Emergency shelters that were activated across Mecklenburg County in response to the severe weather impacting the Carolinas are being demobilized Monday.
The Charlotte-Mecklenburg Emergency Management Office, in partnership with the American Red Cross and the town of Matthews, opened four shelter locations in Charlotte, Huntersville and Matthews on Sunday, according to a release from the office.
The Hopewell High School and Crews Recreation Center locations were demobilized at 7 a.m., and the Mallard Creek High School and Central Piedmont locations will demobilized at noon.
.@CharMeckEM and partners are demobilizing the emergency shelters. Staff at Crews Recreation Center and Hopewell High demobilized at 7 a.m. as there were no residents at those locations. Shelter crews at Mallard Creek High and Central Piedmont will demobilize at noon today. https://t.co/MUWCzNTds5
Due to heavy snow and ice, several bus routes may be experiencing slight detours. Normal routing will resume as snow is cleared. Riders can call CATS customer service at 704-336-7433 or download the CATS-Pass app for real time bus tracking.
Hickory- Public Works is back out this morning trying to clear some of the roads. I just took this cell phone video along Lenoir Rhyne Boulevard. Crews are working 13-hour shifts right now. pic.twitter.com/eF5urTNMYy
Give or take on a few locations… but our snow forecast was almost spot on yesterday. Snow forecasting in the south can be a nightmare w/ so many factors going into the forecast. I’m impressed w/ our team to say the least. Top: Our Forecast. Bottom: Observed Snow Totals. @wsoctvpic.twitter.com/6EnYKRVP6o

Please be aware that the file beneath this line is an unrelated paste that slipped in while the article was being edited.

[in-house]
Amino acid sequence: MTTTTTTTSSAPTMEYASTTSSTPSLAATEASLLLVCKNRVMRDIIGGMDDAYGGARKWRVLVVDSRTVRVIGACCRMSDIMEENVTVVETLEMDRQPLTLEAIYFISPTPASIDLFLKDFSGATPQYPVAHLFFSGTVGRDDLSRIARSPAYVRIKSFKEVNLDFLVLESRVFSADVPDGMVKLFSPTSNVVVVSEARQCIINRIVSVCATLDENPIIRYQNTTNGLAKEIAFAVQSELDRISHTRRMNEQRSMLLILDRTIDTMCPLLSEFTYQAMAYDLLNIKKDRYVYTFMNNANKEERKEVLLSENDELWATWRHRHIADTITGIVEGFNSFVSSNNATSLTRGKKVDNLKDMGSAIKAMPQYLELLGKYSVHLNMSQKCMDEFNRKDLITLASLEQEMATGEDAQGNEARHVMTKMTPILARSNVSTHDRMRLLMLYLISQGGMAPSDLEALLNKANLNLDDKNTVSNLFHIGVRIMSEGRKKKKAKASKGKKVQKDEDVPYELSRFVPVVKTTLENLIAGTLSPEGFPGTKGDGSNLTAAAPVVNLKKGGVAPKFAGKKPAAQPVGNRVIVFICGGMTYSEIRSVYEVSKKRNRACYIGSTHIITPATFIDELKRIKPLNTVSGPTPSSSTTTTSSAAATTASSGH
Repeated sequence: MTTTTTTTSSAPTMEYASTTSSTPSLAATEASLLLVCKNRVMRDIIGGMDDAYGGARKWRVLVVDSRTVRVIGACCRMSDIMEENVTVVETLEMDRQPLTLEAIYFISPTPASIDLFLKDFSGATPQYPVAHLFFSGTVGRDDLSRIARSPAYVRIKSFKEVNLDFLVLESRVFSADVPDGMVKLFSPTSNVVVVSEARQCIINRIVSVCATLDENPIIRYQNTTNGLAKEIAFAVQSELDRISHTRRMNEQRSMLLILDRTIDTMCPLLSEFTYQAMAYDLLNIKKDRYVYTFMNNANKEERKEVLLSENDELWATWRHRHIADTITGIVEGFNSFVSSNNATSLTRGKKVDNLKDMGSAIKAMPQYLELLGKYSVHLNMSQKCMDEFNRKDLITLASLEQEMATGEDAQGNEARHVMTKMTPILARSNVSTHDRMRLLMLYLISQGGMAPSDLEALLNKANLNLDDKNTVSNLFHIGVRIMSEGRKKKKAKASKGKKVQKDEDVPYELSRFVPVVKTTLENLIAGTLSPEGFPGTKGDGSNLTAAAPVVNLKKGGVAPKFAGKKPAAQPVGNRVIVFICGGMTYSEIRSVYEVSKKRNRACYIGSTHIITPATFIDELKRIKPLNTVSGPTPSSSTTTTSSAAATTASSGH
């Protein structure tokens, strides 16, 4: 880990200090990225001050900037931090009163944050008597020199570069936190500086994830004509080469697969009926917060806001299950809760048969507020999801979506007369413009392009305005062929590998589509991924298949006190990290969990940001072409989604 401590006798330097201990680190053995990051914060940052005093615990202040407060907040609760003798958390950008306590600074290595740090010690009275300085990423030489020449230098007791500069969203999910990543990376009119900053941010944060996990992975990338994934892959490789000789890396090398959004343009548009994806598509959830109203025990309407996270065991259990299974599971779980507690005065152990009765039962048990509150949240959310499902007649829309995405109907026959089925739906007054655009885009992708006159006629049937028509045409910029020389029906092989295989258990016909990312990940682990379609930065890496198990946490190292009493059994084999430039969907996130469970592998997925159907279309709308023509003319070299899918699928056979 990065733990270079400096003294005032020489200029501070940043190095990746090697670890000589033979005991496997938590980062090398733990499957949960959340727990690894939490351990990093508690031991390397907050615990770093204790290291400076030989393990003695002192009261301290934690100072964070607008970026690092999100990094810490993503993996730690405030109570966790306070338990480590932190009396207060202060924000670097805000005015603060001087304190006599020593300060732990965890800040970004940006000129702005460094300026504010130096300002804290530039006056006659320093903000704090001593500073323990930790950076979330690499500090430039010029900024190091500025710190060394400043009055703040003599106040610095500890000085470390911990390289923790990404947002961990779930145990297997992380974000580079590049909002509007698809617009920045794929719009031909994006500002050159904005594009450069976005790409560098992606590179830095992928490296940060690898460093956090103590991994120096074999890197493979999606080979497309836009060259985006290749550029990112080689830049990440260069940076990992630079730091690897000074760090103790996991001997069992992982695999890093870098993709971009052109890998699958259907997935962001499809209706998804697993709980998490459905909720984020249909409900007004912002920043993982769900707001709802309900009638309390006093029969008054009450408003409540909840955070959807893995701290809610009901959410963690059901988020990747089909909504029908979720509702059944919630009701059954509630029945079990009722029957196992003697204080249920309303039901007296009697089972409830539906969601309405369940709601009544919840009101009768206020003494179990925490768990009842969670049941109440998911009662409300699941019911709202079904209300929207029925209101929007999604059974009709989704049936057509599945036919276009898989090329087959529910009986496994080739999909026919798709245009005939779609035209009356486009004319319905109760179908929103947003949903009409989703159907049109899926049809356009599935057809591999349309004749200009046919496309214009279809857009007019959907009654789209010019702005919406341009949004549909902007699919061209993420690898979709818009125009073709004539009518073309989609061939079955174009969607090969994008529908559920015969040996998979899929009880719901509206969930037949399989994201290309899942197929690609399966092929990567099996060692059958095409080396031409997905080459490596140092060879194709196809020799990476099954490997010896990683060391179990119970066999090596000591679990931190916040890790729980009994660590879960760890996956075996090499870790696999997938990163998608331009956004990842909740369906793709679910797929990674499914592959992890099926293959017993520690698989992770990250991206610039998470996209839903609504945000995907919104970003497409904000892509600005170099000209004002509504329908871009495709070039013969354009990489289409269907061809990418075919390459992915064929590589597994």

Quite the snowy scene from the Lake Norman cam early this morning. Roads are going to be very icy and slick. Our team is showing you the conditions you’ll encounter and how long it takes to thaw out this week. pic.twitter.com/sROVxvYOxX
Highway patrols reported hundreds of vehicle crashes across the Carolinas, and Charlotte-Mecklenburg police said it responded to 53 wrecks Sunday.
The winter storm also impacted airlines, with more than 1,200 Sunday flights at Charlotte Douglas International canceled – more than 90% of the airport’s Sunday schedule, according to the flight tracking service flightaware.com.
Flight cancellations continued into Monday, with American Airlines, which operates 90% of CLT flights, canceling more than 100 flights for Monday.
Ahead of the storm, North Carolina Gov. Roy Cooper and South Carolina Gov. Henry McMaster issued state of emergencies as workers in both states spent days getting state roads ready for the storm — particularly preparing for ice.
>> For our minute-by-minute coverage of the winter storm Sunday, click here.
(WATCH BELOW: Tens of thousands of Duke Energy customers lose power across Carolinas due to winter storm)
CLEVELAND — An overnight winter storm dumped heavy snow across most of Northeast Ohio Monday. Most of Northeast Ohio, especially the eastern half, received between 6 to 9 inches of snow. The wet heavy snow that was falling last night has transitioned to a light, fluffy snow Monday morning. Wind gusts as high as 25 to 34 mph could create additional hazards in the form of blowing snow and drifting.
Watch the latest weather coverage from Good Morning Cleveland in the media player below:
Live winter weather updates on Monday
Expect additional snowfall through Monday evening through Tuesday morning with lake effect snow showers.
Here are the latest snow totals from the National Weather Service.